On 1 February 2017, the Daily Mail's Alana Goodman published an article reporting that Supreme Court nominee Neil Gorsuch had "founded and led" a "Fascism Forever" club at Georgetown Preparatory School in the 1980s:
Supreme Court Justice nominee Neil Gorsuch founded and led a student group called the ‘Fascism Forever Club’ at his elite high school.
The club was set up to rally against the ‘left-wing tendencies’ of his professors while attending a Jesuit all-boys preparatory high school near Washington D.C.
The name may be inconvenient for a Supreme Court nominee facing a tough confirmation battle. However it also shows the depth of Gorscuch’s [sic] right-wing credentials — and his penchant for mischief while attending his exclusive prep school in the 1980s ... Gorsuch founded the ‘Fascism Forever Club’ during his freshman year at Georgetown Preparatory School, a now-$30,000-a-year private Jesuit school that is one of the most selective in the United States.
The Daily Mail's report appeared to have been based on nothing more than a few references to a ‘Fascism Forever Club’ that appeared among several other obviously humorous entries in Gorsuch's senior yearbook from Georgetown Preparatory School:
The article included no quotes from Gorsuch, or from any classmates, teachers, faculty, or representatives of Georgetown Preparatory School, verifying that such a club actually existed — nor did the article include any indication that its writer had even attempted to contact any of those parties, or undertaken any effort at all to confirm that the ‘Fascism Forever Club’ yearbook references were anything more than a high school in-joke.
We made those inquiries to verify whether a "Fascism Forever" club operated in or around Georgetown Preparatory School in 1985, and Georgetown director of communications Patrick Coyle told us that “no such club ever existed" at the school.
America magazine made similar inquiries and reported that the references to the "Fascism Forever" club in the Georgetown yearbook were just a joke:
In the 1980s, students at the D.C.-area boarding school spent the minutes before student government meetings hashing out the political debates of the day.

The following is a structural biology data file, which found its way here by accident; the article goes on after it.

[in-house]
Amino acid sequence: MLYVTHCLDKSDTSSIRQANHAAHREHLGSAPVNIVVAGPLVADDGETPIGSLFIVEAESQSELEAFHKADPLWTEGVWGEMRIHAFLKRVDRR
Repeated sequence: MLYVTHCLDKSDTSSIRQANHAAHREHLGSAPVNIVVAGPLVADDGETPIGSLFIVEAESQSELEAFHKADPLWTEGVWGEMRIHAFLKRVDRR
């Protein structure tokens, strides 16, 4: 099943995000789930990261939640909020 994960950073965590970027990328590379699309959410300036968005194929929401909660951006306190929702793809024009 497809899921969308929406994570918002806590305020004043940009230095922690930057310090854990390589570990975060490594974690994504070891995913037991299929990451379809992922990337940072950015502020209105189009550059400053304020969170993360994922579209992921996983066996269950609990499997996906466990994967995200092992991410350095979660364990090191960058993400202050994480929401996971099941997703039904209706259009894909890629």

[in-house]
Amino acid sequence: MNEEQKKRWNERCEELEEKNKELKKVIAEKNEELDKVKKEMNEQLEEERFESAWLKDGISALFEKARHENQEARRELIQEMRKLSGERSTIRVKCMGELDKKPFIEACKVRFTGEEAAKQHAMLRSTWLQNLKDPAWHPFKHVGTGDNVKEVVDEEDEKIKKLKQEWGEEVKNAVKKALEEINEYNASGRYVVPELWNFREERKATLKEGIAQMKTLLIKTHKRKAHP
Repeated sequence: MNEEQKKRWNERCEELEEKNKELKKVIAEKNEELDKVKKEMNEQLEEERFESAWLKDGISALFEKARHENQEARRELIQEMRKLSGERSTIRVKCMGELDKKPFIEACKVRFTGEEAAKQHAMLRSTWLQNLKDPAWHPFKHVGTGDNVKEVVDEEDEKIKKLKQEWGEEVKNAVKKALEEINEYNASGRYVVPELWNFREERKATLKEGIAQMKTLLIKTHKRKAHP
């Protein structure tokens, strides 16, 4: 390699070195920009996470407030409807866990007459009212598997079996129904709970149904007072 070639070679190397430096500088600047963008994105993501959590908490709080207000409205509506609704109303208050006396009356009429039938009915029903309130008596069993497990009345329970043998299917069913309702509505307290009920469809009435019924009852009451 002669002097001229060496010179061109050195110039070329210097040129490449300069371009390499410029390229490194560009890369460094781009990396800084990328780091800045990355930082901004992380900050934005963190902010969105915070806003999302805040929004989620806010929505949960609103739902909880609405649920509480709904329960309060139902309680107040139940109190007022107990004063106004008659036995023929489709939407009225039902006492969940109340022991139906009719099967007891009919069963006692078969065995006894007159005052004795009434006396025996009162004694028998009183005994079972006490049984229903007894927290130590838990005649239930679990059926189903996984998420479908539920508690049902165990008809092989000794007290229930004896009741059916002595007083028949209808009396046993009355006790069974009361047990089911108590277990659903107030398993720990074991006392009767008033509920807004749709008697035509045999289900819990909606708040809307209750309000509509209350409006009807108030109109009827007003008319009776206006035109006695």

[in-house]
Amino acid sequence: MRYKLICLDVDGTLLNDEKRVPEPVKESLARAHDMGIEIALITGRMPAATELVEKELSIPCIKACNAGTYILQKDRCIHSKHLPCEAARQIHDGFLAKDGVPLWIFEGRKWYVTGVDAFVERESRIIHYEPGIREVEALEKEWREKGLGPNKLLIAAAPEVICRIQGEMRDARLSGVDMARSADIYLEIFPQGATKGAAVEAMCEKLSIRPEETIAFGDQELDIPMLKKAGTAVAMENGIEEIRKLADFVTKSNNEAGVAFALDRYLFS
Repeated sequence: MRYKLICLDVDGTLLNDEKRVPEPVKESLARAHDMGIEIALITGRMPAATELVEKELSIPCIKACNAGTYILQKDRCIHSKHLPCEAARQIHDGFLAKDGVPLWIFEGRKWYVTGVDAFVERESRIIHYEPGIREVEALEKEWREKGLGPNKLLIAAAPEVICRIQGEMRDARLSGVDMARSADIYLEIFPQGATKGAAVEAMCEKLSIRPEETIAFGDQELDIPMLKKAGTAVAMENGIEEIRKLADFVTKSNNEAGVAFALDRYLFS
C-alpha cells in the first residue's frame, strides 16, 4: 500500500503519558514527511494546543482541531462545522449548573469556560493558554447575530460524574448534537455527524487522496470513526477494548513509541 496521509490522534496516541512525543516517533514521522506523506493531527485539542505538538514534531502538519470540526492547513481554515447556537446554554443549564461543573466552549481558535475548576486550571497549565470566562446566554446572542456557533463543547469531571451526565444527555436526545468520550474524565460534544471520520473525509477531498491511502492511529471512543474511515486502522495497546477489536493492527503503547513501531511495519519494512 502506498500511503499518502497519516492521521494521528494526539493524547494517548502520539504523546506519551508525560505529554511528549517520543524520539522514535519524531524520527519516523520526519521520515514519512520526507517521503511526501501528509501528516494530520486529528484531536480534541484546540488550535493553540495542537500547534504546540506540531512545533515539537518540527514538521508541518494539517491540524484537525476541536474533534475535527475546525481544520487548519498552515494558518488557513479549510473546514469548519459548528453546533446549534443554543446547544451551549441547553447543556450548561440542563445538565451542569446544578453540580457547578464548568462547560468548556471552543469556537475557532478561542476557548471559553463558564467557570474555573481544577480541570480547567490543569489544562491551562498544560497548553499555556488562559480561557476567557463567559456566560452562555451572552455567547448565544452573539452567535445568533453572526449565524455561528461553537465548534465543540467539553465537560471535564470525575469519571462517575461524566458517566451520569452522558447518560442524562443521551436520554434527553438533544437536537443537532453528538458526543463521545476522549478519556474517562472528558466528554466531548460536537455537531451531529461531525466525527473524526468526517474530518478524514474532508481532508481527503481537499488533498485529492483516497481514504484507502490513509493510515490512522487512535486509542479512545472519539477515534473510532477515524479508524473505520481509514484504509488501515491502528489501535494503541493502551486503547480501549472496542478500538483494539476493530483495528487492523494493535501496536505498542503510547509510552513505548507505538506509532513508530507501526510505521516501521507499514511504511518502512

Mr. Gorsuch ... participated in the informal debates, where he was routinely teased, accused of being “a conservative fascist.” No shrinking violet, he would shoot back, taking on the liberal ethos of the school and even arguing with religion teachers about the liberal theological trends in vogue at the time.
Political differences aside, Mr. Gorsuch was popular and respected, excelling at debate and being elected student body president.
When it came time to write his senior biography for the yearbook, he would make light of the divide between his conservative political beliefs and those of the more liberal faculty and students.
[Gorsuch] wrote that he founded and led the “Fascism Forever Club,” though those with knowledge of the school back in the 1980s say there was no such club. The mention of it in the yearbook was a tongue-in-cheek attempt to poke fun at liberal peers who teased him about his fierce conservatism.
It was “a total joke,” said Steve Ochs, a history teacher at Georgetown Prep who was the student government advisor during Mr. Gorsuch’s junior and senior years at the Bethesda, Md., school.
“There was no club at a Jesuit school about young fascists,” he told America. “The students would create fictitious clubs; they would have fictitious activities. They were all inside jokes on their senior pages.”